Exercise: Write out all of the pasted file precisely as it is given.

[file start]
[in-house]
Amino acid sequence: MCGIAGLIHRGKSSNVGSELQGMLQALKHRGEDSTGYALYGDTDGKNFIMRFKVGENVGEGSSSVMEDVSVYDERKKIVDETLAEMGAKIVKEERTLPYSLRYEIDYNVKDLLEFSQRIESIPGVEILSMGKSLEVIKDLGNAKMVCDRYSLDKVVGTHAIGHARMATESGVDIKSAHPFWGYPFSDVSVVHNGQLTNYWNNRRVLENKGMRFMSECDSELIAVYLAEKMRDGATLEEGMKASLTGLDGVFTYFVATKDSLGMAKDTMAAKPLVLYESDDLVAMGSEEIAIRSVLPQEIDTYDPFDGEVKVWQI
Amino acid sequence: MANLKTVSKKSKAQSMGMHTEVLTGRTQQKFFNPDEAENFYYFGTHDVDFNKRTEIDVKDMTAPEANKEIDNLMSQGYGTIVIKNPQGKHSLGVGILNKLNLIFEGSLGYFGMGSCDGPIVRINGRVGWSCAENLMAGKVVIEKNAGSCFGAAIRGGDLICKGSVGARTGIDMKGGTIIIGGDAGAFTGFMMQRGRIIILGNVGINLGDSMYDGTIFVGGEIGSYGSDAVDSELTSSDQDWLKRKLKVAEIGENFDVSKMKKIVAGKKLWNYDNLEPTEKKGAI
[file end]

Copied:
[in-house]
Amino acid sequence: MCGIAGLIHRGKSSNVGSELQGMLQALKHRGEDSTGYALYGDTDGKNFIMRFKVGENVGEGSSSVMEDVSVYDERKKIVDETLAEMGAKIVKEERTLPYSLRYEIDYNVKDLLEFSQRIESIPGVEILSMGKSLEVIKDLGNAKMVCDRYSLDKVVGTHAIGHARMATESGVDIKSAHPFWGYPFSDVSVVHNGQLTNYWNNRRVLENKGMRFMSECDSELIAVYLAEKMRDGATLEEGMKASLTGLDGVFTYFVATKDSLGMAKDTMAAKPLVLYESDDLVAMGSEEIAIRSVLPQEIDTYDPFDGEVKVWQI
Amino acid sequence: MANLKTVSKKSKAQSMGMHTEVLTGRTQQKFFNPDEAENFYYFGTHDVDFNKRTEIDVKDMTAPEANKEIDNLMSQGYGTIVIKNPQGKHSLGVGILNKLNLIFEGSLGYFGMGSCDGPIVRINGRVGWSCAENLMAGKVVIEKNAGSCFGAAIRGGDLICKGSVGARTGIDMKGGTIIIGGDAGAFTGFMMQRGRIIILGNVGINLGDSMYDGTIFVGGEIGSYGSDAVDSELTSSDQDWLKRKLKVAEIGENFDVSKMKKIVAGKKLWNYDNLEPTEKKGAI